In September 1944, the Marines began conducting patrols in the island's interior, searching for survivors who were raiding their camp for supplies. These patrols sometimes encountered Japanese soldiers or civilians, and when they were captured, they were interrogated and sent to an appropriate prison camp. It was during these interrogations that the Marines learned of Ōba's name.[16] At the peak of the hunt for Ōba, the Marine commander devised a plan in which his men would line up across the width of the island, about two meters separating one Marine from the next, and they were to march from the south end of the island to the north. The commander felt that Ōba and his men would have to fight, surrender, or be driven north and eventually captured. Due to this dragnet, the elderly and infirm civilians volunteered to surrender. Although some of the soldiers wanted to fight, Captain Ōba asserted that their primary concerns were to protect the civilians and to stay alive to continue the war. As the line of Marines approached the area, most of the remaining soldiers and civilians climbed up to a concealed mountain clearing, while others stood on narrow ledges and clung to the side of the mountain. They maintained their precarious positions for most of the day, as the Marines crossed through the area, ransacking huts and gardens when they found them. In some places, the Japanese on the ledges were less than 20 feet (6.1 m) above the heads of the Marines. The Marines' search proved futile, and eventually led to the chagrined commander's reassignment.[7]


Captain Ōba and his men held out on the island for 512 days, or about 16 months.[17] On 27 November 1945, former Major General Umahachi Amō, commander of the 9th Independent Mixed Brigade during the Battle of Saipan,[6] was able to draw out some of the Japanese in hiding by singing the anthem of the Japanese infantry branch.[18] Amō was then able to present documents from the defunct Imperial General Headquarters to Captain Ōba ordering him and his men to surrender themselves to the Americans.

On 1 December 1945, three months after the official surrender of Japan, the Japanese soldiers gathered once more on Mt. Tapochau and sang a song of departure to the spirits of the war dead.[18] Ōba then led his people out of the jungle and they presented themselves to the Marines of the 18th Anti-Aircraft Artillery Company.[17] With great formality and commensurate dignity, Captain Ōba surrendered his sword to Lieutenant Colonel Howard G. Kirgis, and his men surrendered their arms and colors.[17][19] They were the last organized resistance of Japanese forces on Saipan.[7]


After the Japanese government confirmed that Ōba was alive on Saipan, his "posthumous" promotion was rescinded. Following his release from Allied custody, he was repatriated. Once back in Japan, Ōba was reunited with his wife and met his son for the first time; the child had been born in 1937, just after his father had left for China.[3] Ōba was hired by the Maruei Department Store Company in 1952, where he was employed as a representative and spokesman for the board of directors until 1992. From 1967 until 1979, Ōba served on the city council in the town of Gamagori, in Aichi Prefecture.[20]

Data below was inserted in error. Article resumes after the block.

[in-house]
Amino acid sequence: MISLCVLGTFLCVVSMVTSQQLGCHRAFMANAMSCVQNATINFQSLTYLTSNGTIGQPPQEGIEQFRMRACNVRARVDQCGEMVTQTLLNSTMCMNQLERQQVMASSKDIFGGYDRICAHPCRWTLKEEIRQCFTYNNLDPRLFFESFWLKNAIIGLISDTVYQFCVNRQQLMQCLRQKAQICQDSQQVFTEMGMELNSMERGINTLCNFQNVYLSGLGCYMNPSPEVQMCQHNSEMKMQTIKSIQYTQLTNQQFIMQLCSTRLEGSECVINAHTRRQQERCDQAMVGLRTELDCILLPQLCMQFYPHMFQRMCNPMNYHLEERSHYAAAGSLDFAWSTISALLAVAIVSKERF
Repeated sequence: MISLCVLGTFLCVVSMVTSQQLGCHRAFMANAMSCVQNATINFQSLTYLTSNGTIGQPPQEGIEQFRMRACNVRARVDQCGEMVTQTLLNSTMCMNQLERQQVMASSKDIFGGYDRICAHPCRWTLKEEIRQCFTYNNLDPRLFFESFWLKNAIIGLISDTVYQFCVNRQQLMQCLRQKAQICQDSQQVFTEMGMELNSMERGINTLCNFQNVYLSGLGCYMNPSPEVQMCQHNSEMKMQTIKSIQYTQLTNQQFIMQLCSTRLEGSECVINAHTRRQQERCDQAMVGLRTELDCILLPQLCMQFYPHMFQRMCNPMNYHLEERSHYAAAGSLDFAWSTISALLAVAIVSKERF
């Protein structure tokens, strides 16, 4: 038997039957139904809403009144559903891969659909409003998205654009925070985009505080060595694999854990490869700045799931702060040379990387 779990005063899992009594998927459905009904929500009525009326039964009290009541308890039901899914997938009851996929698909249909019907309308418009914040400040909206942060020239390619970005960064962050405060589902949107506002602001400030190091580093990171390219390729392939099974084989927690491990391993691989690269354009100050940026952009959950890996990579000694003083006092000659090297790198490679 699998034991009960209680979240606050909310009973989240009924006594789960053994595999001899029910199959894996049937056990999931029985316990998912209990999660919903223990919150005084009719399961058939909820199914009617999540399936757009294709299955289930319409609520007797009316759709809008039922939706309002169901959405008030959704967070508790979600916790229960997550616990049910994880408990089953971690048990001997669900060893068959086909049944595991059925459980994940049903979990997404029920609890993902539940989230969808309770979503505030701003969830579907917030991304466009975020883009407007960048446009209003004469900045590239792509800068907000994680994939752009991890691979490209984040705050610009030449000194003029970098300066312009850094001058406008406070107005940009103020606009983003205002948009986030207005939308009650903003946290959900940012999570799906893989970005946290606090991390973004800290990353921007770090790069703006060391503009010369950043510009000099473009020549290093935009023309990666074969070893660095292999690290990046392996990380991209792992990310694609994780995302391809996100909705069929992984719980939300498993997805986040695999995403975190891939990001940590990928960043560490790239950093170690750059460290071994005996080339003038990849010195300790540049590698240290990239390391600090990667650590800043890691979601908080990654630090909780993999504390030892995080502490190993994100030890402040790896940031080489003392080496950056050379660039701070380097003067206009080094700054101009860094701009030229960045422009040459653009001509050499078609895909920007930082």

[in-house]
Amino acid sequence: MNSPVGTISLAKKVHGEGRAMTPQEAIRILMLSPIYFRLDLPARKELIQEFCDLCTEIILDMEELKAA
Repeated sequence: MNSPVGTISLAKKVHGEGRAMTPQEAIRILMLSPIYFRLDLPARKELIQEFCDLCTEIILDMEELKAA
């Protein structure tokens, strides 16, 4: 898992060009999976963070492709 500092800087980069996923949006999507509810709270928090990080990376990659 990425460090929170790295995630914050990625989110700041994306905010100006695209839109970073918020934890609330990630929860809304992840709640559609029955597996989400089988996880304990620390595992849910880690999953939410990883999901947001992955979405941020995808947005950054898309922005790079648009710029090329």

Don Jones, a former U.S. Marine stationed on Saipan and once part of a group ambushed by Ōba's men, was intrigued by the story of the Japanese holdouts and sought out Ōba after the war.[2] With Ōba's cooperation, Jones wrote a book about his experiences on Saipan (detailed below).[19] Jones became a lifelong friend of the Ōba family, and went so far as to locate the retired LTC Kirgis, to whom Ōba surrendered in 1945, and asked if he could return the sword that Ōba had handed over when he surrendered. Kirgis agreed, and Jones took the sword to Japan where he presented it to his grateful friend. The heirloom sword remains in the possession of the Ōba family.

Ōba Sakae died on 8 June 1992, at the age of 78.[4] His remains were interred in the Ōba family grave at Kou'un Temple in Gamagori.

Literature and film[edit]

The result of the collaborative effort between Ōba and Don Jones was a novelized account that was first translated into Japanese and published in 1982.[18] It became a popular success,[2] and the English version was published in 1986 under the title Oba, The Last Samurai: Saipan 1944–1945.[7]

In May 2010, Sakae Ōba's second son, Hisamitsu, discovered more than 1,200 pages of letters and postcards written between his parents Sakae and Mineko, most dated between 1937 and 1941, though some are dated as late as 1944.[2][3] Hisamitsu showed the letters to his cousin, Keiichiro Hirano,[Notes 1] a novelist and the 1998 recipient of the prestigious Akutagawa Prize.[21] Hirano was deeply moved by what he read in the wartime correspondence, and helped find a local publisher.[2] They offered the task of publication to Mari Mizutani, of Toyohashi, who has stated that she believes the letters are especially significant for their detailed descriptions of daily life during the war; while both husband and wife wrote of their deep affection for each other, both also wrote about innumerable daily activities, Mineko in Gamagori and Ōba in China or on occupation duty in Manchuria, prior to being shipped to the Pacific.[3] The letters were reviewed by a panel of local volunteers, most of whom had a professional background in literature, publication, history, or were somehow tied to local affairs. A selection of the letters has been compiled and was published in January 2011 under the title Senka no rabu retah,[2] or Love Letters from the Fires of War.